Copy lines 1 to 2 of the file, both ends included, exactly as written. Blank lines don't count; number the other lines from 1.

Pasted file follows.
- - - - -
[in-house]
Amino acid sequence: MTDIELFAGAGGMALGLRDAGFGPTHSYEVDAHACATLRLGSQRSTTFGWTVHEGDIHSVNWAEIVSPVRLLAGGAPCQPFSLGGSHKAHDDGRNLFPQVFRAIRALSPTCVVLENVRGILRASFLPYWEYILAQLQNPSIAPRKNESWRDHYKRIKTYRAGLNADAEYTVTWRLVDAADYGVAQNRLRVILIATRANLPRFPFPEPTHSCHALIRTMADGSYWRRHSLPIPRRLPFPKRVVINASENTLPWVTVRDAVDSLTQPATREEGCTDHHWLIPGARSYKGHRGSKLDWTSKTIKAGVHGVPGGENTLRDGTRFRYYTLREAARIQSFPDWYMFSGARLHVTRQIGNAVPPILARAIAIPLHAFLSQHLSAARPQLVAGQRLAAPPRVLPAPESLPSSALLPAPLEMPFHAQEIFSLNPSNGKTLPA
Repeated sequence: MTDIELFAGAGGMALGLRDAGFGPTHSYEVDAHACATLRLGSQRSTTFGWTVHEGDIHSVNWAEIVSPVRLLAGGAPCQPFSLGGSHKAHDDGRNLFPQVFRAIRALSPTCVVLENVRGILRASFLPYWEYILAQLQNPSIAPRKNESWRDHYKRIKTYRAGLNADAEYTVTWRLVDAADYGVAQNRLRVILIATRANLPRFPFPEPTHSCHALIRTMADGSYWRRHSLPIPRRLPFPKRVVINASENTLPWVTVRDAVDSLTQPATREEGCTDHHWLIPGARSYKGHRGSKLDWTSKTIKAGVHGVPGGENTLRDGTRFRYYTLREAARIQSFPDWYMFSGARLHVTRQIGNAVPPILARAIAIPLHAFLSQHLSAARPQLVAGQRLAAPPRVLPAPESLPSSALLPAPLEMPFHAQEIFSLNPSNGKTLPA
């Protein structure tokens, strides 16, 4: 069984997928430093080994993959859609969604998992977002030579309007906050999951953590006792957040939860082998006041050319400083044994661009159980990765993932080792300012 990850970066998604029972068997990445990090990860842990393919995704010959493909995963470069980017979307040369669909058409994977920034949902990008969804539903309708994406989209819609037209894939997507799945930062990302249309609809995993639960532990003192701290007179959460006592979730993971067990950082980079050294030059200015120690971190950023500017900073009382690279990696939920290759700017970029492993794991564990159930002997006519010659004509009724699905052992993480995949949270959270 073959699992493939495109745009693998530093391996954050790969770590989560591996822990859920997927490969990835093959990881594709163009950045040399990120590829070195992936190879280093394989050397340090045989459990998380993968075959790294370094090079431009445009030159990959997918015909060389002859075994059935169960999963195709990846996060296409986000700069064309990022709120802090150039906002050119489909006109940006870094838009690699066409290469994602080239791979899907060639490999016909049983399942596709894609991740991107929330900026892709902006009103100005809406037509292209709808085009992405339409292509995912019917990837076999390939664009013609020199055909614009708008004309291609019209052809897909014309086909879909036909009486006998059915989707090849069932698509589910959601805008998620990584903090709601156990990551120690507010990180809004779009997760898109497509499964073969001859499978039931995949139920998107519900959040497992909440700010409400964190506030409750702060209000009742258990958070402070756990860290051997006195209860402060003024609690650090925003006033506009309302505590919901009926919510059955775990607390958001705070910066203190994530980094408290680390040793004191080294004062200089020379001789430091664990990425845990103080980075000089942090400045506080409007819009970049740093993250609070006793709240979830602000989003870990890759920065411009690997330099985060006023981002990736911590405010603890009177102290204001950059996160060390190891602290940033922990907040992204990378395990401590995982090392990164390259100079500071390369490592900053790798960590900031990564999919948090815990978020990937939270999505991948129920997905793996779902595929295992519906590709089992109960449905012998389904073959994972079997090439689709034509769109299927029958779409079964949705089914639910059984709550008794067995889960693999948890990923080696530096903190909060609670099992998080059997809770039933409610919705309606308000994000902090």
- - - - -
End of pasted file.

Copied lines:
[in-house]
Amino acid sequence: MTDIELFAGAGGMALGLRDAGFGPTHSYEVDAHACATLRLGSQRSTTFGWTVHEGDIHSVNWAEIVSPVRLLAGGAPCQPFSLGGSHKAHDDGRNLFPQVFRAIRALSPTCVVLENVRGILRASFLPYWEYILAQLQNPSIAPRKNESWRDHYKRIKTYRAGLNADAEYTVTWRLVDAADYGVAQNRLRVILIATRANLPRFPFPEPTHSCHALIRTMADGSYWRRHSLPIPRRLPFPKRVVINASENTLPWVTVRDAVDSLTQPATREEGCTDHHWLIPGARSYKGHRGSKLDWTSKTIKAGVHGVPGGENTLRDGTRFRYYTLREAARIQSFPDWYMFSGARLHVTRQIGNAVPPILARAIAIPLHAFLSQHLSAARPQLVAGQRLAAPPRVLPAPESLPSSALLPAPLEMPFHAQEIFSLNPSNGKTLPA